The Dutch East India Company or the ‘Vereenigde Oost-Indische Compagnie’ (VOC) was a chartered company that carried out colonial trade operations in Asia for two centuries. It was established on 20th March 1602.
Following the example of the English East India Company that was set up in 1600, the Dutch government pushed for the installation of the ‘United East India Company’ (VOC). Like its English counterpart, the Dutch firm was granted the monopoly over trade in Asia. According to the new firm’s charter, it could build forts, sign treaties with rulers in Asia, and retain armed forces.
During the 200 years of its existence, VOC issued large quantities of varied coins minted in bronze, silver, gold and pewter. The most common denominations of their coins were guilders, ducatoon, stiver, doit and half doit. These coins were minted in local areas of the Netherlands such as Holland, Utrecht, Zeeland, Gelderland and Overijssel.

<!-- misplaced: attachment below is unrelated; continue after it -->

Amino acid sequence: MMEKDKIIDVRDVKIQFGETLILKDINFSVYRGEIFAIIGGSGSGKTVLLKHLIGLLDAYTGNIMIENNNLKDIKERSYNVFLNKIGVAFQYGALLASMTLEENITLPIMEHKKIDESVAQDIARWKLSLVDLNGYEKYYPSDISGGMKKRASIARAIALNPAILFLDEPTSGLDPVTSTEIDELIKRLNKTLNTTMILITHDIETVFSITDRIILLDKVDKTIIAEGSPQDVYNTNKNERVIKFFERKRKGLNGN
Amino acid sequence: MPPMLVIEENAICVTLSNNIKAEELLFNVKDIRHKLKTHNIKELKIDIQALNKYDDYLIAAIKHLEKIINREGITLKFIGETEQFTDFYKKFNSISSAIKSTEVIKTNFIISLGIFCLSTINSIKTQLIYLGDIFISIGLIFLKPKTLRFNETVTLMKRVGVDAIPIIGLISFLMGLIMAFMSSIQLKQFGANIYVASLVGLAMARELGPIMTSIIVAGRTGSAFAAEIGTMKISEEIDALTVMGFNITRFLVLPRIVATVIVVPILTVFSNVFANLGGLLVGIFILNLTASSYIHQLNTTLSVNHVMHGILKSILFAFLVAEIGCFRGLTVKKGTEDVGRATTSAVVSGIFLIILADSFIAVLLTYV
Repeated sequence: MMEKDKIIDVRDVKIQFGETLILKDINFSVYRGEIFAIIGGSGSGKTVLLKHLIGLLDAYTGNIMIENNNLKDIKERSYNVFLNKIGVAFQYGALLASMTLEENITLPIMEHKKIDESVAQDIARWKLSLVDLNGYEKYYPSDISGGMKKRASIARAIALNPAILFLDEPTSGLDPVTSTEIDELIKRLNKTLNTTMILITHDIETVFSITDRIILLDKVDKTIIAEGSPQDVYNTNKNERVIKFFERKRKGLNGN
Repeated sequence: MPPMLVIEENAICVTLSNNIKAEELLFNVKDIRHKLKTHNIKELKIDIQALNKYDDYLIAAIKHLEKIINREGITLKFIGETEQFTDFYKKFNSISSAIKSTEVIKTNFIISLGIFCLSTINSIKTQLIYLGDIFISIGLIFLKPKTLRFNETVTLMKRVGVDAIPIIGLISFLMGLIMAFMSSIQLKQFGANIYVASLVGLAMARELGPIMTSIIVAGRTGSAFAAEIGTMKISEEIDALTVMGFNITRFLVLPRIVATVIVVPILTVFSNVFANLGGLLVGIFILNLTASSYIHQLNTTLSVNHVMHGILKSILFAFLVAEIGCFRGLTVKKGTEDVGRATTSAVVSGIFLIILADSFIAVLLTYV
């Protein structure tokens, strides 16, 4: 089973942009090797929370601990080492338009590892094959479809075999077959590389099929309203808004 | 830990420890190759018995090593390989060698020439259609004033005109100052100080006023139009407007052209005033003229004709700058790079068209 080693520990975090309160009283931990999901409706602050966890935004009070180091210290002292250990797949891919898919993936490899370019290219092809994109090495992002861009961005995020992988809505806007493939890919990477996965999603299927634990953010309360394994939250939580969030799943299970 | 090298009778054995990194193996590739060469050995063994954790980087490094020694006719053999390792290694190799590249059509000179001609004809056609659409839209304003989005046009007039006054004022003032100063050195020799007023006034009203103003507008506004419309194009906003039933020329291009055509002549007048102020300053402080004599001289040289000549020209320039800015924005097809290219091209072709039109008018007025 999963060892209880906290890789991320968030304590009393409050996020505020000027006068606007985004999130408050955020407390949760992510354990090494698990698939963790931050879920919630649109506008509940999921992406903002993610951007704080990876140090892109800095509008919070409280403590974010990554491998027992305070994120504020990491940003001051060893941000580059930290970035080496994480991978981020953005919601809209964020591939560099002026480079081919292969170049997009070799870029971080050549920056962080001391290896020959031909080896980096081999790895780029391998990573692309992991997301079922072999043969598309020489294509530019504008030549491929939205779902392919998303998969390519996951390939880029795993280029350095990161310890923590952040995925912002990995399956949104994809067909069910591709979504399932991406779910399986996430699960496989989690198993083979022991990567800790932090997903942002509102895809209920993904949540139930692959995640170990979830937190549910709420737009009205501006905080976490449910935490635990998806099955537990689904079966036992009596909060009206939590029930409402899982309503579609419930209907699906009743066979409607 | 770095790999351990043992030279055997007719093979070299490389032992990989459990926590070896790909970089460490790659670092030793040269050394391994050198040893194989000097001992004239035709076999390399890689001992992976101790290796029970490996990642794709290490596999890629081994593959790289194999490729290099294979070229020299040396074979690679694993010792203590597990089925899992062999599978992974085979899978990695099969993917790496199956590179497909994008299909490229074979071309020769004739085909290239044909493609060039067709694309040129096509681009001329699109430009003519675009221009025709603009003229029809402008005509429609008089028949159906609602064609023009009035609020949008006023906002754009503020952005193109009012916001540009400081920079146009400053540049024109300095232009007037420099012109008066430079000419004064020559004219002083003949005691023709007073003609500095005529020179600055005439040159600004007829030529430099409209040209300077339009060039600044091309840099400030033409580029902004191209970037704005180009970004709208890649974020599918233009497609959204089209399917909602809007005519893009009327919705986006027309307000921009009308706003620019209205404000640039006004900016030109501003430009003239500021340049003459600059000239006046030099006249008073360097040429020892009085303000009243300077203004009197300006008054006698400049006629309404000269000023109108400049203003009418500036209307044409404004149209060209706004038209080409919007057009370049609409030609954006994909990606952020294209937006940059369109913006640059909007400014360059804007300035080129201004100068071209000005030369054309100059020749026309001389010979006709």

Countermarks seen on these coins are stamped by the company or by the local individual. They also struck coins in the trading station but coins in bulk quantity were shipped from the Netherlands.
Image Courtesy: Classical Numismatic Gallery